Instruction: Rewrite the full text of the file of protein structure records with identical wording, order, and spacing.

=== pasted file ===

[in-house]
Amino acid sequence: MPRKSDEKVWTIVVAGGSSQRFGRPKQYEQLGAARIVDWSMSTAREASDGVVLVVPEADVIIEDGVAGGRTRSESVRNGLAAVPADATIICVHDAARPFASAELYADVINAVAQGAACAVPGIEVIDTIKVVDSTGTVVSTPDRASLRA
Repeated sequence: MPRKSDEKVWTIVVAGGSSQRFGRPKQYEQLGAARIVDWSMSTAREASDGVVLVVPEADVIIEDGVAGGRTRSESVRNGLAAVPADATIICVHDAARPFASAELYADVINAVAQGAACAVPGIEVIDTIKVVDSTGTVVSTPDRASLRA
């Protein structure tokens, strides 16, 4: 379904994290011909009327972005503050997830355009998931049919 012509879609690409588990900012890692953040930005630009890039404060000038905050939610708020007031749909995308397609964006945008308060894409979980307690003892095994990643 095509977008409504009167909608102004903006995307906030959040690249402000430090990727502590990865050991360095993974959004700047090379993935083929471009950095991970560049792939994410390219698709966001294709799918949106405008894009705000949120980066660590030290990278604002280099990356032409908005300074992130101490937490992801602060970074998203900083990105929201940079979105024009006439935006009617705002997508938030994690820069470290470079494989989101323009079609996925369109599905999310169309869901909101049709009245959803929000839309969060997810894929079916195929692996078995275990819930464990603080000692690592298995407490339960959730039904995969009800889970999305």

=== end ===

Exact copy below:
[in-house]
Amino acid sequence: MPRKSDEKVWTIVVAGGSSQRFGRPKQYEQLGAARIVDWSMSTAREASDGVVLVVPEADVIIEDGVAGGRTRSESVRNGLAAVPADATIICVHDAARPFASAELYADVINAVAQGAACAVPGIEVIDTIKVVDSTGTVVSTPDRASLRA
Repeated sequence: MPRKSDEKVWTIVVAGGSSQRFGRPKQYEQLGAARIVDWSMSTAREASDGVVLVVPEADVIIEDGVAGGRTRSESVRNGLAAVPADATIICVHDAARPFASAELYADVINAVAQGAACAVPGIEVIDTIKVVDSTGTVVSTPDRASLRA
């Protein structure tokens, strides 16, 4: 379904994290011909009327972005503050997830355009998931049919 012509879609690409588990900012890692953040930005630009890039404060000038905050939610708020007031749909995308397609964006945008308060894409979980307690003892095994990643 095509977008409504009167909608102004903006995307906030959040690249402000430090990727502590990865050991360095993974959004700047090379993935083929471009950095991970560049792939994410390219698709966001294709799918949106405008894009705000949120980066660590030290990278604002280099990356032409908005300074992130101490937490992801602060970074998203900083990105929201940079979105024009006439935006009617705002997508938030994690820069470290470079494989989101323009079609996925369109599905999310169309869901909101049709009245959803929000839309969060997810894929079916195929692996078995275990819930464990603080000692690592298995407490339960959730039904995969009800889970999305």